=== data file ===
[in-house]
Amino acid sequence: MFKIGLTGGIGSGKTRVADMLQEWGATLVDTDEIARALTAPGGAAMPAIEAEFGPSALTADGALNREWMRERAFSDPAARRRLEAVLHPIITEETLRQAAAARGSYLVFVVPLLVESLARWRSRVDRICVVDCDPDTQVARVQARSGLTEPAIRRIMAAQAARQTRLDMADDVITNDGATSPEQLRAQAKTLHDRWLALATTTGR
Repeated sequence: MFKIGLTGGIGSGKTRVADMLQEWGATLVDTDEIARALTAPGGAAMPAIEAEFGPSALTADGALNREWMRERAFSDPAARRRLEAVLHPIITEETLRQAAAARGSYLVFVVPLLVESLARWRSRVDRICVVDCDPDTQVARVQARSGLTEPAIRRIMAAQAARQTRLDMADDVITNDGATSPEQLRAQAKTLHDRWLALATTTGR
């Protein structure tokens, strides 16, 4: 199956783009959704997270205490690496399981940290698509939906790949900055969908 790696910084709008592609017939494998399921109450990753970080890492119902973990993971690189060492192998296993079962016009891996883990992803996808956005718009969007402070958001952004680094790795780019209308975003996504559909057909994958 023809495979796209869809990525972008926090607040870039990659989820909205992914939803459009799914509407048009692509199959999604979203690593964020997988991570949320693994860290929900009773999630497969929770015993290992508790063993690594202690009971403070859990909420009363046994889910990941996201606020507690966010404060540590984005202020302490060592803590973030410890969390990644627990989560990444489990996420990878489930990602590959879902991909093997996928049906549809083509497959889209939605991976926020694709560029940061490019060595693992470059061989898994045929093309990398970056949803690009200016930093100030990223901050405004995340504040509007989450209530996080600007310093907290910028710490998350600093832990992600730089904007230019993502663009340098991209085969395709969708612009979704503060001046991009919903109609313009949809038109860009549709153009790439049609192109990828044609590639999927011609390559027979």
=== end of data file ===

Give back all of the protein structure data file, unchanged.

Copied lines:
[in-house]
Amino acid sequence: MFKIGLTGGIGSGKTRVADMLQEWGATLVDTDEIARALTAPGGAAMPAIEAEFGPSALTADGALNREWMRERAFSDPAARRRLEAVLHPIITEETLRQAAAARGSYLVFVVPLLVESLARWRSRVDRICVVDCDPDTQVARVQARSGLTEPAIRRIMAAQAARQTRLDMADDVITNDGATSPEQLRAQAKTLHDRWLALATTTGR
Repeated sequence: MFKIGLTGGIGSGKTRVADMLQEWGATLVDTDEIARALTAPGGAAMPAIEAEFGPSALTADGALNREWMRERAFSDPAARRRLEAVLHPIITEETLRQAAAARGSYLVFVVPLLVESLARWRSRVDRICVVDCDPDTQVARVQARSGLTEPAIRRIMAAQAARQTRLDMADDVITNDGATSPEQLRAQAKTLHDRWLALATTTGR
């Protein structure tokens, strides 16, 4: 199956783009959704997270205490690496399981940290698509939906790949900055969908 790696910084709008592609017939494998399921109450990753970080890492119902973990993971690189060492192998296993079962016009891996883990992803996808956005718009969007402070958001952004680094790795780019209308975003996504559909057909994958 023809495979796209869809990525972008926090607040870039990659989820909205992914939803459009799914509407048009692509199959999604979203690593964020997988991570949320693994860290929900009773999630497969929770015993290992508790063993690594202690009971403070859990909420009363046994889910990941996201606020507690966010404060540590984005202020302490060592803590973030410890969390990644627990989560990444489990996420990878489930990602590959879902991909093997996928049906549809083509497959889209939605991976926020694709560029940061490019060595693992470059061989898994045929093309990398970056949803690009200016930093100030990223901050405004995340504040509007989450209530996080600007310093907290910028710490998350600093832990992600730089904007230019993502663009340098991209085969395709969708612009979704503060001046991009919903109609313009949809038109860009549709153009790439049609192109990828044609590639999927011609390559027979």